Although many security software companies have adhered to the "antivirus" term, they know they actually provide anti-malware apps bundled with privacy and anti-theft protection. In any case, some companies have preferred to label their respective apps as "mobile security" or "anti-malware" apps instead, which sound like more proper terms. Keep in mind, however, that security apps are only a part of the solution, as the main source of protection should come from your common sense.
If you do a search in the Play Store for "Antivirus" you will see many options.
Any of the tablet models that include an HDMI port can be connected to your TV that also has HDMI so that you can enjoy playing games, watching slide shows, and anything else you would do on your tablet on the big screen.
Android 4.0 and 4.1 are quite similar, with only minute differences and extra added features. It is quite difficult to differentiate one from the other at first glance. However, they are a bit different. A major difference is faster performance on 4.1. Jelly Bean is faster compared to ICS. Jelly Bean also provides better contacts layout, allowing users to add high-resolution photos or sync photos directly from their Google+ profiles. On the notifications page, the clock and text is bigger on Jelly Bean compared to ICS. Also Jelly Bean allows users to decide which apps will send notifications. In the Accounts menu in Settings, Jelly Bean shows a drop down menu dedicated to social networking apps, while in ICS the user would have to go to Accounts & Sync in Settings. In ICS, the widgets on the homescreen do not interact with the present icons, while in Jelly Bean the icons move to make room for the widget. YouTube has also been customized in Jelly Bean. Google has also improved Google Now functionality and now offers personalized results. Jelly Bean is basically an upgraded and a better version of Ice Cream Sandwich.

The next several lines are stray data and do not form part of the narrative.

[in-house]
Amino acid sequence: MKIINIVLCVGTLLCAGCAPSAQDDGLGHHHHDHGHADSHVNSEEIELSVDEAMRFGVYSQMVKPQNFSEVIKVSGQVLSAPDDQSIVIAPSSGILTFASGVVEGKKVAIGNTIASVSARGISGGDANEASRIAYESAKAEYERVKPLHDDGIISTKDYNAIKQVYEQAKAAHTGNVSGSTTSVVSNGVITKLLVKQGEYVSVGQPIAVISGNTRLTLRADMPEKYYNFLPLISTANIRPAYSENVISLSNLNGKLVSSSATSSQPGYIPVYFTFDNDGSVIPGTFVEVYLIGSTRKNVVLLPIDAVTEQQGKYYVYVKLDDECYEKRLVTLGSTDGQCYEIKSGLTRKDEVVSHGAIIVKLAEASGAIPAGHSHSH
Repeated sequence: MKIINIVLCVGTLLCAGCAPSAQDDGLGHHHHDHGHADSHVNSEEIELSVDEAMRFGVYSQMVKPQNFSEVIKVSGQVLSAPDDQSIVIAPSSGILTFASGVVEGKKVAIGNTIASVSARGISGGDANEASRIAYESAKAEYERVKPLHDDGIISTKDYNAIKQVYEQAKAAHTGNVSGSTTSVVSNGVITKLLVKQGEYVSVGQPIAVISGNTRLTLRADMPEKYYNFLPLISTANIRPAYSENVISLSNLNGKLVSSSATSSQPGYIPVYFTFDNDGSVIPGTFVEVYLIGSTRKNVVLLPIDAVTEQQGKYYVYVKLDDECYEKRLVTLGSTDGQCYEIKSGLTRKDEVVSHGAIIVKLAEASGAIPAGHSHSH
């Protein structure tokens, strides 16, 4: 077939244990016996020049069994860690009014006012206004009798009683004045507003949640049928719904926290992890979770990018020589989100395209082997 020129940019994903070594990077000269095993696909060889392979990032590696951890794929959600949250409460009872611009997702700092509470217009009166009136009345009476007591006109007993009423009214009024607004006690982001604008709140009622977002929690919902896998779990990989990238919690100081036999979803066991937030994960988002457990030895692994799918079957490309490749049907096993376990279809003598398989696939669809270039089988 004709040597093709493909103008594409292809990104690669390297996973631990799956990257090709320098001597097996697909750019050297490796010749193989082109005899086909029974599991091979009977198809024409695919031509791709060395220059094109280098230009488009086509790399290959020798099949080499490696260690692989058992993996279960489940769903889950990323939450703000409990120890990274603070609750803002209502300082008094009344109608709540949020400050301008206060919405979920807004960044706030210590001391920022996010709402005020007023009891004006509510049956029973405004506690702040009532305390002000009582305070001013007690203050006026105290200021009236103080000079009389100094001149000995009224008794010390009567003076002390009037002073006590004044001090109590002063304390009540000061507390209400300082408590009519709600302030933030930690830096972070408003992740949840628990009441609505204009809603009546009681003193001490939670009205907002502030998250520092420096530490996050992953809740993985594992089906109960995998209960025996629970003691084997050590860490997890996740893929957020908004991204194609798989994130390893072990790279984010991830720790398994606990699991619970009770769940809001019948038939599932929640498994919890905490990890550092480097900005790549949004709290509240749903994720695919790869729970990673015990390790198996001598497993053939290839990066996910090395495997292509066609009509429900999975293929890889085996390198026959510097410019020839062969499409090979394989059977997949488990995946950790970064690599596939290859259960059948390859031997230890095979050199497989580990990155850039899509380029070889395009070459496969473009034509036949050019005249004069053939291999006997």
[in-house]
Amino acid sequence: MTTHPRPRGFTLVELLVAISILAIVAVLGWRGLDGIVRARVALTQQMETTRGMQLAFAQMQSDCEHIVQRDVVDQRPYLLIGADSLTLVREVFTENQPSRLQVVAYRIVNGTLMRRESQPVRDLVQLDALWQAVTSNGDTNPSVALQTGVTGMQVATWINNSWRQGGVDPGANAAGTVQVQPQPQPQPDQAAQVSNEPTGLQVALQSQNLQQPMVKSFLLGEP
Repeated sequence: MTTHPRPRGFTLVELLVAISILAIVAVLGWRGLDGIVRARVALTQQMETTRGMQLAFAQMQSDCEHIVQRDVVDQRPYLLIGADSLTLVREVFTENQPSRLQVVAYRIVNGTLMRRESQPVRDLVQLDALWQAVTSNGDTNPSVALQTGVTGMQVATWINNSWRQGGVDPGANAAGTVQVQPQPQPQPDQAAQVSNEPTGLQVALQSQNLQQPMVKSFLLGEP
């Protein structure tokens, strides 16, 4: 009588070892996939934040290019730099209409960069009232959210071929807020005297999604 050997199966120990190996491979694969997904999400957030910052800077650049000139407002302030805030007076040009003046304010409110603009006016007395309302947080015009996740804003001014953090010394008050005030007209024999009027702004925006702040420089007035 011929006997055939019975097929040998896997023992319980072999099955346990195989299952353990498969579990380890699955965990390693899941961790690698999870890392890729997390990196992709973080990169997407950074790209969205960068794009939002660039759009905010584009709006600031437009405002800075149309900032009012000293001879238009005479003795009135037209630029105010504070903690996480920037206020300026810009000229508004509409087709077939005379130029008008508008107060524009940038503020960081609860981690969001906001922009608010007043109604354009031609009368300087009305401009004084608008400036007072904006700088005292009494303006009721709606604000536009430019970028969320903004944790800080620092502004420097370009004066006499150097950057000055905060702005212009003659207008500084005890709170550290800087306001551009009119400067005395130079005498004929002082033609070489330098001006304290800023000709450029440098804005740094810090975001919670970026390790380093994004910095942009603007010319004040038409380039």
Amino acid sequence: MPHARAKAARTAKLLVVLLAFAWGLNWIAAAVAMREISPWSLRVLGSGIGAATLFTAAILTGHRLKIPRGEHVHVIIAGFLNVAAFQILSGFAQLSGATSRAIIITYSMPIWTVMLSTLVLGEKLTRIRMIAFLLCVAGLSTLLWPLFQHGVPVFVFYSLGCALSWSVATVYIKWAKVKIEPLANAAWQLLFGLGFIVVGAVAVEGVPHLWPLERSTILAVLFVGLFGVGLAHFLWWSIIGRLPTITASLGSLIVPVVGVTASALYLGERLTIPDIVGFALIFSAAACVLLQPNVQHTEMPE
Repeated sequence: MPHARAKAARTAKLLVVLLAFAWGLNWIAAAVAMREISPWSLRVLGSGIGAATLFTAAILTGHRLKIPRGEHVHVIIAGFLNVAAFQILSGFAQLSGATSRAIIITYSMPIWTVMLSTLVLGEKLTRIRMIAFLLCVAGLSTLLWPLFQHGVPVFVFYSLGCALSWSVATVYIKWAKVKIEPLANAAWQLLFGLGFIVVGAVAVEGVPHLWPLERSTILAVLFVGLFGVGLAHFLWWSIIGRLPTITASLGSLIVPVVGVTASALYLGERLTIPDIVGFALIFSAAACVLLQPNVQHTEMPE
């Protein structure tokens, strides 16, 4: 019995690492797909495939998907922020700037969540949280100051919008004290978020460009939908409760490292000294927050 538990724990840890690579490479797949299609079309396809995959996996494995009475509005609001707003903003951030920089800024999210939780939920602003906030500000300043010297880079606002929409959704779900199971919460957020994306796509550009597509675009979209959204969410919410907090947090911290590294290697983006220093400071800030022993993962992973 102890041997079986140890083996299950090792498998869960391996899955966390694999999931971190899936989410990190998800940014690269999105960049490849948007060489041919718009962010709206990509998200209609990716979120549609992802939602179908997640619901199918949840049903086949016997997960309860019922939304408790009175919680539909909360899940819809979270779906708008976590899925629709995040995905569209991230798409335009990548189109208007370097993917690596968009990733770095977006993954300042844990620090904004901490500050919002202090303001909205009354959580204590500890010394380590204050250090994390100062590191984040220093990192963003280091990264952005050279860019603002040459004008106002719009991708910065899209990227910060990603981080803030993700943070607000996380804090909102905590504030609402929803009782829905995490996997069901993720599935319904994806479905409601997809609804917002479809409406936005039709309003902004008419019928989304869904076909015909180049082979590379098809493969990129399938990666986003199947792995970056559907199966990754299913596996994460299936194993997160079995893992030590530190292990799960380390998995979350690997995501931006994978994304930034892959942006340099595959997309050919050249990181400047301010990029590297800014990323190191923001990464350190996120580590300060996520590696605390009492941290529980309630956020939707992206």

Depending on your personal preference, you may prefer to have a small tablet, such as our 6" or 7" models, that you can carry easily in your purse or backpack. On the other hand, you may be a business person who gives boardroom presentations or you like to watch movies, and a larger screen is more appropriate for you. Our wide range of screen sizes, from the 6" M6200 all the way up to our 13.3" GX1400, gives you plenty of options to choose from.
For many consumers, tablets have completely replaced their laptops and desktop PCs. If you think you can give up the Windows OS and go all out with Android, you should be able to do most everything you can with a PC.
If you have any questions that are not included on this page, please feel free to contact us by clicking here.